Ross wants Cubs to start scrimmaging right away
This wasn't a typical July day at Wrigley Field, but it was a good time for Anthony Rizzo to sit back and appreciate a different view.
"We had our (team) meeting up in right field, whatever section that was where we had our meeting -- you should apply for season tickets there ASAP -- that view of Wrigley Field, I've never seen the view from that angle before," Rizzo said. "I was just blown away. You had the home dugout right there, just the whole vantage point.
"It just felt good to be back here. It feels good to be here and to be able to practice here and get back to a sense of normality."
For their first official practice of the coronavirus-shortened season, first-year manager spread things out. Pitchers reported in the morning, followed by catchers, then two groups of position players. In the middle of the day, there was a full team meeting in the stands.
Ross talked about some of the changes made at Wrigley Field to try to ensure player safety. Additional lockers at the center of the clubhouse to give players some room, no grooming products sitting on the sinks, no couches in the players' lounge.
He also shared an important message for his players -- stay home when not at the ballpark. Any lapse of judgment has a chance to knock guys out of the lineup, or worse. The players have already listened to pitching coach Tommy Hittovy describe his monthlong battle with COVID-19.
"I know this group is a professional group," Ross said. "They understand we're here to do a job, we're here to win and for us to succeed and win, we're going to have to follow some criteria and we're not going to be able to go out to bars. That puts teammates at risk. That puts people's family members at risk.
"We have high-risk teammates, we have high-risk family members that guys have at home. That would be an extremely selfish move on their part. I think they understand that and that will be addressed."
Rizzo is one of those high-risk teammates, in theory. He contracted Hodgkin lymphoma when he was 18 years old, but told reporters Friday he's not overly concerned.
"No, I spoke to my oncologist early on," Rizzo said. "Just like everyone else, be very cautious, wash your hands, wear the mask, all of the above. I am technically cured, thankfully. It's so far behind me now. As far as my body, my immune system, everything is up to par. I'm stronger than when I was 18."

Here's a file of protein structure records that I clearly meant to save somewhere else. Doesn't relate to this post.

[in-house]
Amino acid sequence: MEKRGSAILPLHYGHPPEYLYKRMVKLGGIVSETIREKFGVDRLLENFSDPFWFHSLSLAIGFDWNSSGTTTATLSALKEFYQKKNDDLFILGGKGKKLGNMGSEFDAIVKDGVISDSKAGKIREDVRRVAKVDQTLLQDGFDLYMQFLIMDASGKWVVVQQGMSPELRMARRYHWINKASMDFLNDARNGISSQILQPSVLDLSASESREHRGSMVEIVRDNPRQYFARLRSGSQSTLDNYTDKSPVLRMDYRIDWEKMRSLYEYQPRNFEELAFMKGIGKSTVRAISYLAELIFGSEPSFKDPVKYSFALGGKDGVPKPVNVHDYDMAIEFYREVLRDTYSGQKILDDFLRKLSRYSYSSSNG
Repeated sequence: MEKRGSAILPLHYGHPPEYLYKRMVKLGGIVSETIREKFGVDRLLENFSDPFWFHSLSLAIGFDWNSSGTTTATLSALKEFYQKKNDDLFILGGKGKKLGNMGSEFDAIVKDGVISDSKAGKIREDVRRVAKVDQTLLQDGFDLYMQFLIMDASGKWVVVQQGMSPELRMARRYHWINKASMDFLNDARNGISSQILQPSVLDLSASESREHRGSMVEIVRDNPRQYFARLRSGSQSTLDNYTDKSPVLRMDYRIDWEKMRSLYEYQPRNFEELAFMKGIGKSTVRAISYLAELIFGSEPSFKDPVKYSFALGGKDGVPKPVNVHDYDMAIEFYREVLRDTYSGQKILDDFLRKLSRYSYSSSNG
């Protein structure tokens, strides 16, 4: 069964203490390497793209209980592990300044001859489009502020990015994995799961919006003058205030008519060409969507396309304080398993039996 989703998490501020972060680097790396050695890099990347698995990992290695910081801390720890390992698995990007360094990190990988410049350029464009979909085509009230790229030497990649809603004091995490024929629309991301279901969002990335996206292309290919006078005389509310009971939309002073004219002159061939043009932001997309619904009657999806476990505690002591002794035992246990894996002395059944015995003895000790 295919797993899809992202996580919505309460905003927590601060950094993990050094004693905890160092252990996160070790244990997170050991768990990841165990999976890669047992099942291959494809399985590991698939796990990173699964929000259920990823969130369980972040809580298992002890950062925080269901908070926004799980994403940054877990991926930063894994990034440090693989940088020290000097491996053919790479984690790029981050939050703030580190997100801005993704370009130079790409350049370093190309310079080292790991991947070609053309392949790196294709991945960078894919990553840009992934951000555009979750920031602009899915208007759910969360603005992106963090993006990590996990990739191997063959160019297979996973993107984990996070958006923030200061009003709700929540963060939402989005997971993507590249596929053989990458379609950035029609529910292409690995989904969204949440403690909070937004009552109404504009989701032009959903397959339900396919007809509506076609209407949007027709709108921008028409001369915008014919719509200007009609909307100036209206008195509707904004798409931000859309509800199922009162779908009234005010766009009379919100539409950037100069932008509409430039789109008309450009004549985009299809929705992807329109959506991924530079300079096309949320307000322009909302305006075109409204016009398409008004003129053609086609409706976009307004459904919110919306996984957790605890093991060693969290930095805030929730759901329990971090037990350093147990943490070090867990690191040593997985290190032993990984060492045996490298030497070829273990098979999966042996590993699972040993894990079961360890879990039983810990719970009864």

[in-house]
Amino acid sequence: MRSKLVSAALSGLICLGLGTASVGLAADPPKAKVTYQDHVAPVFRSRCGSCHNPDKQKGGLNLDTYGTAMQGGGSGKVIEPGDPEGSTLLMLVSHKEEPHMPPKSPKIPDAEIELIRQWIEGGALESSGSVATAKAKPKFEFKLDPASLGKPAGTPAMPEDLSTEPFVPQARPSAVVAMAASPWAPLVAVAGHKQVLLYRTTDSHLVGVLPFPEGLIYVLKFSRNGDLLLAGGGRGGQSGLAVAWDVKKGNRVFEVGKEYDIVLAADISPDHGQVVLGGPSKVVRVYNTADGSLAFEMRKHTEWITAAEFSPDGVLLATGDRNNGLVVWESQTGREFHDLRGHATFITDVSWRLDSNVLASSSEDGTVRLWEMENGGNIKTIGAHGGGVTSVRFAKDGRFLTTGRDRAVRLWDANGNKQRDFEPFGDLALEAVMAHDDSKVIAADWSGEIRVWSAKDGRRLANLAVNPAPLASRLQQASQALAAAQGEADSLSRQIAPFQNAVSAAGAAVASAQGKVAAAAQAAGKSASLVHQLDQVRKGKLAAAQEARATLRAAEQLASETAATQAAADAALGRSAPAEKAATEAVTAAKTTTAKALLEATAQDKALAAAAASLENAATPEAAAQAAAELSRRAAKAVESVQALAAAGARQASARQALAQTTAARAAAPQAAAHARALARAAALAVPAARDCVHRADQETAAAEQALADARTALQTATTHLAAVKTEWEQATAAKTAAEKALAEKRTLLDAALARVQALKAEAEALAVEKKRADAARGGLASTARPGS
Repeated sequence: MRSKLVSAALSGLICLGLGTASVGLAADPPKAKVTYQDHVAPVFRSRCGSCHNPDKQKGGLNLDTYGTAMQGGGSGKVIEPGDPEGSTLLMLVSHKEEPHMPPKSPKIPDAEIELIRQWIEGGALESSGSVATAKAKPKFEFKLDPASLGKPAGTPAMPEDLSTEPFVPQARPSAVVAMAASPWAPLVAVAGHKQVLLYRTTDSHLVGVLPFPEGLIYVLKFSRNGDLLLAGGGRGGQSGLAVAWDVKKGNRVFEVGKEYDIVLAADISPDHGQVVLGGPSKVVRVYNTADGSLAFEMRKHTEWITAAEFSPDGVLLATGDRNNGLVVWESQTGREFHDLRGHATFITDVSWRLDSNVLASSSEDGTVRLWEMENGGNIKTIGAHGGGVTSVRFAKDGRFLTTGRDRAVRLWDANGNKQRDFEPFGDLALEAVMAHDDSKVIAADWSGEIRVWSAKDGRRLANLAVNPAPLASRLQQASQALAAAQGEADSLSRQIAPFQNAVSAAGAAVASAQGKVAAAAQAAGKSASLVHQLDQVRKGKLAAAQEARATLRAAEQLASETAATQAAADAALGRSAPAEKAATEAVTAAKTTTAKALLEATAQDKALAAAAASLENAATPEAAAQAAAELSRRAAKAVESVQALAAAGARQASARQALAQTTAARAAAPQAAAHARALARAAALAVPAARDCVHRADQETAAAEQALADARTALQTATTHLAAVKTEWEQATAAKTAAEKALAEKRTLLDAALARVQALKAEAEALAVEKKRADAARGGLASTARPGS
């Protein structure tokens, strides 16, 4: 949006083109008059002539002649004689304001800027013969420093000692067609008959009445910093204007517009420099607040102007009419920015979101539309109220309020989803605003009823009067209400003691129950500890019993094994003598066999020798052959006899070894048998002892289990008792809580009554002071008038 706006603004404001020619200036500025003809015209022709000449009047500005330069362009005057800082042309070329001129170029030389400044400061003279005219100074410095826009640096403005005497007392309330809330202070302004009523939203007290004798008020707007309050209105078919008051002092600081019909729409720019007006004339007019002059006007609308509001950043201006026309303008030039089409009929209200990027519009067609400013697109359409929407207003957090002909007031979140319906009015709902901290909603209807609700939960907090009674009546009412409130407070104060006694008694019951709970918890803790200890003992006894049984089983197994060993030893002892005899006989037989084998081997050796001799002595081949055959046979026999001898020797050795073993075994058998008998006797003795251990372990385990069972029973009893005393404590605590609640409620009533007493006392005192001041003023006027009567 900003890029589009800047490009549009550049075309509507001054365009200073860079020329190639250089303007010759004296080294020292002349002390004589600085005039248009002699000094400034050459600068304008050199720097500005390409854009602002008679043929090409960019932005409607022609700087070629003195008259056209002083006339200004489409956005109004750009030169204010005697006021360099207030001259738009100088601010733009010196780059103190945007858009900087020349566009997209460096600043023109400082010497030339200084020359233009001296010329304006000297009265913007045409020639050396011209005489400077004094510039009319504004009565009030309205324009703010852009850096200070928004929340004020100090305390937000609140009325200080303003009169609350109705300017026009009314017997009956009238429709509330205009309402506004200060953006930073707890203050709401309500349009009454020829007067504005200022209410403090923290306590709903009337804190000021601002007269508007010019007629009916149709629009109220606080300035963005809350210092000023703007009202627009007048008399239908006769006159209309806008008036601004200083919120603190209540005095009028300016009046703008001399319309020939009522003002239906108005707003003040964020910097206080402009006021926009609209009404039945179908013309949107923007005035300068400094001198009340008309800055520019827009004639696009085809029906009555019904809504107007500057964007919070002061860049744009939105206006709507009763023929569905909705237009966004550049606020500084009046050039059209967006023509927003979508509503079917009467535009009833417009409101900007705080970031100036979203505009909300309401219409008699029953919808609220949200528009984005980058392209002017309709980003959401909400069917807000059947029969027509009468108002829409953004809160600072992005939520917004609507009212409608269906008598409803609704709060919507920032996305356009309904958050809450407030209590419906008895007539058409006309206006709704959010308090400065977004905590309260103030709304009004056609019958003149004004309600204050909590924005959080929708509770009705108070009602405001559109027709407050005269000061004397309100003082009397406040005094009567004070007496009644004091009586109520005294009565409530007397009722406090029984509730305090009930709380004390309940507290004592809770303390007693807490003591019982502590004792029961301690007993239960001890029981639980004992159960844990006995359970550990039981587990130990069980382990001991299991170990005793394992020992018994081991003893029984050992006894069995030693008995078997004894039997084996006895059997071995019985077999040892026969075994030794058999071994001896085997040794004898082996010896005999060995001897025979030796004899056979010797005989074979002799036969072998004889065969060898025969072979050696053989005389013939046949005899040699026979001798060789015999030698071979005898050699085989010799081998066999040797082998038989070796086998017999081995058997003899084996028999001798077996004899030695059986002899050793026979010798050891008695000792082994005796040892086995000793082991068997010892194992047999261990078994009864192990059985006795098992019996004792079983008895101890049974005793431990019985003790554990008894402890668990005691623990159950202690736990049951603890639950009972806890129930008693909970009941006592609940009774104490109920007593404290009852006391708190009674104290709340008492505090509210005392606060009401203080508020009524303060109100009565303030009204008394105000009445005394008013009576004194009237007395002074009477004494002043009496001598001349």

Friday's actual workout was nothing exciting. It looked like a typical batting practice, with about one-fourth of the team on the field at a time. Players did interviews from the clubhouse via Zoom, even though a few dozen reporters were at the stadium.
Ross said he plans to start scrimmaging right away, though, and has scheduled three, three-inning intrasquad games for Saturday.
"Our pitchers are ready to throw live," Ross said. "They're already up to 3 innings. It's really impressive the work they've done (during the hiatus). We're not going to have any guys busting it down, giving the 'hard 90' from Day 1. We'll let them like, 'Pace yourselves, 70, take it nice, easy. Get your feet under you, get out of the box, swing, get down the line.'
"There's no substitute for live looks. When you're a hitter and a pitcher and a catcher, we learn so much from the interactions of competing that I want these guys to start turning that dial up a little bit."
Major-league teams will get about three weeks or training in before launching the 60-game season.
"I've been relating it to a college season," Ian Happ said. "Because the 56 games you play in college is as close as I can relate to with this."
Of course, not every major-league player went to college. Rizzo joined the Red Sox after high school.
"It's a 60-game sprint," Rizzo said. "This is really exciting. If we pull this off, which we're very capable of doing as an organization, and as a league ... this could be very exciting time."
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